What may or may not turn out to be the swansong of the Kia Super League brought some high quality cricket to Hove for Finals Day.
For a pleasant change the runaway winners of the league stages, Western Storm, carried off the Big Prize in front of a big crowd and the television cameras.
In the play-off for the right to play Storm, Southern Vipers took on Loughborough Lightning at a midday start. Lightning’s batting hasn’t been the stablest this summer, and once Lauren Bell had removed both openers, Amy Jones (off-stump uprooted) and Chamari Atapattu (lbw) inside six overs (4-0-23-2), it was up to the middle order to give the innings real substance.
Although the two Georgias, Elwiss and Adams, Mignon de Preez and Abi Freeborn advanced the total at more than a run-a-ball, none of them lasted long enough to cause concern to Vipers’ sceptics.
As has happened so many times this year, the lower order subsided too fast for comfort – from 118-4 to 143 all out.
Suzie Bates, Vipers’ acknowledged death bowler, outdid herself by taking three wickets in the last helter-skelter over.
Vipers began their innings the way Lightning had started theirs. Danni Wyatt’s opening square-cut was a sumptuous stroke. She continued her glorious spell of top form, creaming the ball to all parts and sending the scoreboard into fast-forward. Bates joined in the fun. By the time Kirstie Gordon bowled her with a beauty (37), the total had reached 76 in a mere six-and-a-half overs.
What followed was again typical of the tournament: Wyatt followed in quick succession; Maia Bouchier suffered the first of two run-outs on the day; (the second one, quite unnecessary, helped to tilt the result); skipper Tammy Beaumont once more promised more than she could deliver (24 off 19) and tensions rose at 109-4.
Fortunately for Vipers Amanda-Jade Wellington and Paige Scholfield batted extremely well to see them through to victory by 5 wickets. So it was a second unhappy tilt at the trophy in two years for Lightning.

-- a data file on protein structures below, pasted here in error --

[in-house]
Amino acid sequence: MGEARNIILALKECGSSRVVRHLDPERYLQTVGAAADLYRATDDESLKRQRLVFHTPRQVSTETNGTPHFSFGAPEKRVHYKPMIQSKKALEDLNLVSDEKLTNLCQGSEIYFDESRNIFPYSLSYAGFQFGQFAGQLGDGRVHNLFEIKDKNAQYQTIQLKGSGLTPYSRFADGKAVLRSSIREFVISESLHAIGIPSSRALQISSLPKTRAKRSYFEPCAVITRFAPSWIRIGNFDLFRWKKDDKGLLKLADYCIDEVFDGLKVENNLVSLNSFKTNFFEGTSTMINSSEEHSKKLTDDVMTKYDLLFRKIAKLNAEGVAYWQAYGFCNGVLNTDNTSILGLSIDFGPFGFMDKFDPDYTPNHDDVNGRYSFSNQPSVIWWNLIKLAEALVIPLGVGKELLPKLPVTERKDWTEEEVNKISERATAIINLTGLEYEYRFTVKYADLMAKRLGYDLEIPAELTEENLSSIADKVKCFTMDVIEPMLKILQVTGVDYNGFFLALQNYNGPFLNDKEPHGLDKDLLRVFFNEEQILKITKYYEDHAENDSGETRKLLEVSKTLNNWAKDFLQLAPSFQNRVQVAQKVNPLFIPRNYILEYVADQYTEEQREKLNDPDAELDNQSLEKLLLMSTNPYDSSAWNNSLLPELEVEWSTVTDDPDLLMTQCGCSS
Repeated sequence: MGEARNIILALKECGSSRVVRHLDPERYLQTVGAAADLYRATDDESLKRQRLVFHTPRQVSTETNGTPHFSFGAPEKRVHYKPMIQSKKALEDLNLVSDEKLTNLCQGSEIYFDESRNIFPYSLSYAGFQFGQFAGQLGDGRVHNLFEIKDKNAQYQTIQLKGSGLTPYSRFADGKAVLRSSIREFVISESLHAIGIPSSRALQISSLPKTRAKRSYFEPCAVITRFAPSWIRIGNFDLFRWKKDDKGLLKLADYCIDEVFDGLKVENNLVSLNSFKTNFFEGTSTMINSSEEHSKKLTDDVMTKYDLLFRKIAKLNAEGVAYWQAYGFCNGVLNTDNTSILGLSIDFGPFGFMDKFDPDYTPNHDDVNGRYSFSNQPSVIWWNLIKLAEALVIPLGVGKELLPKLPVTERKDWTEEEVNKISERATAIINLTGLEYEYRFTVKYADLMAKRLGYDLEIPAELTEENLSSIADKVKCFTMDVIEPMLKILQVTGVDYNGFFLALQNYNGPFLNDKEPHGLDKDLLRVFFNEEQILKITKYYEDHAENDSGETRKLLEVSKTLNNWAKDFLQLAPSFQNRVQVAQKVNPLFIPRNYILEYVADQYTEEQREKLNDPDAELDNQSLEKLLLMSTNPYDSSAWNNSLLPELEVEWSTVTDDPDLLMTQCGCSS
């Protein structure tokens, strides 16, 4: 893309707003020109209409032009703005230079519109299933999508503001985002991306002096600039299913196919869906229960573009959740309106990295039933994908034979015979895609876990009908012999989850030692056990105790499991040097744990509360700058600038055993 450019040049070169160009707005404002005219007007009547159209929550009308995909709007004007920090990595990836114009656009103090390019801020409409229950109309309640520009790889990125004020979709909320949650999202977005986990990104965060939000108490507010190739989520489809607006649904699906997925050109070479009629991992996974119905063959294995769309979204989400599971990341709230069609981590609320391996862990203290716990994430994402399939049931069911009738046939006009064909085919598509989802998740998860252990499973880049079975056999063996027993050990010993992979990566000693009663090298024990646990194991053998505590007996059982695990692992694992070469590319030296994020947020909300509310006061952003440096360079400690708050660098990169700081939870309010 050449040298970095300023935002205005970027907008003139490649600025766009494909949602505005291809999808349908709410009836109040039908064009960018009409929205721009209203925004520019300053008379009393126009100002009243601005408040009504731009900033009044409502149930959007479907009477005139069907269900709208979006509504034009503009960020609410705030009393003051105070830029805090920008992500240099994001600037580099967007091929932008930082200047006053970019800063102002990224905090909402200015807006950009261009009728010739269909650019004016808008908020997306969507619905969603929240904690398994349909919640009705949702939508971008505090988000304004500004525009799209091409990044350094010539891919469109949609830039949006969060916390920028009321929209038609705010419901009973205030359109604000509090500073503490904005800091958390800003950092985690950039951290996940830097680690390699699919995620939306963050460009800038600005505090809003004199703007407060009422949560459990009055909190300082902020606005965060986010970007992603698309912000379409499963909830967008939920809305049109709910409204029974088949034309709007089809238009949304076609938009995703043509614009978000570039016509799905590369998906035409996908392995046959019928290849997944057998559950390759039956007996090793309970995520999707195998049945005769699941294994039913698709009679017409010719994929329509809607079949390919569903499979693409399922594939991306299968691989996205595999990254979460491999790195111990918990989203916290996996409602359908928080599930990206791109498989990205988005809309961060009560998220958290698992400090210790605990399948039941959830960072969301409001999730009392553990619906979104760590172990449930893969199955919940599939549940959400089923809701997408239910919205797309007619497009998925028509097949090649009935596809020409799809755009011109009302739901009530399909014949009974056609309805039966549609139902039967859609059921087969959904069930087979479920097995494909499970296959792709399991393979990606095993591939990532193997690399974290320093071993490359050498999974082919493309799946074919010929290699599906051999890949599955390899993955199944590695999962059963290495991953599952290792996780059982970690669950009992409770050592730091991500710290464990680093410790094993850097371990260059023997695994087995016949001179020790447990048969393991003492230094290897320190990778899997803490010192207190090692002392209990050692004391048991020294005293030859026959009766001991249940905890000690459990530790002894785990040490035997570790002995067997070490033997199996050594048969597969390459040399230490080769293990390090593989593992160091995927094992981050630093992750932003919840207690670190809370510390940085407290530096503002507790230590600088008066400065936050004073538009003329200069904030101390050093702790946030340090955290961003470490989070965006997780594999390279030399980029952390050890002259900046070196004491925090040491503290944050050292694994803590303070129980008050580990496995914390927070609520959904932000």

Final – Western Storm v Southern Vipers
Last year the top-ranked side, Lightning lost the final game of the tournament. Would the same happen this year to Storm who had been beaten only once, in a much-reduced knockabout last week?
Vipers batted first, knowing they would need a proper score to have a chance of confounding Storm’s outstanding batting line-up.
Bates and Wyatt repeated their feats of the earlier game. It took a remarkable caught and bowled by Sonia Odedra to halt the New Zealander. She skied the ball back towards mid-off. Odedra had to halt in her tracks then go into reverse. She dived to her left and caught the ball left-handed just before it disappeared into the underworld.
The pair had put on 65 in six-and-a-half overs. Difficult for a fielding side to maintain its self-belief under such pressure.
After Beaumont’s dismissal the remaining batters did well to add 34 in under five overs. Carla Rudd had the doubtful pleasure of facing her only delivery, the last of the innings. What shot should she attempt? Her father predicted: ‘The ramp’. And lo and behold, she played the ramp for four!
Would 172 prove a safe total?
Vipers’ spirits went skywards as Tash Farrant had Smriti Mandhana, last year’s top run-getter, brilliantly caught first ball by Marie Kelly running in at mid-on. But Rachel Priest hit five fours with her usual ferocity (27), and Heather Knight took root.
Of the Vipers bowlers only Farrant returned decent figures (3-0-19-2). Bell couldn’t repeat her heroics of the first game, and all the others suffered, mainly at the hands of England’s captain. She has a quiet confidence about her game these days that is quite admirable. She hit nine 4s and three 6s in a knock of 78* that was the main ingredient in Storm’s victory by 6 wickets.
Crucial too was the part played by Deepti Sharma who struck 39* off 22 balls including seven sweetly struck 4s. The pair added 71 in six-and-a-half overs.
This time round, Bates couldn’t repeat her heroics in the last over. She did bowl two splendid yorkers, but three other balls finished in the crowd, sending the Storm support-cast wild with delight.
The quality of Storm’s batting, visible throughout the series, was demonstrated again, allowing them to become the only side to gain the trophy twice in its four-year reign.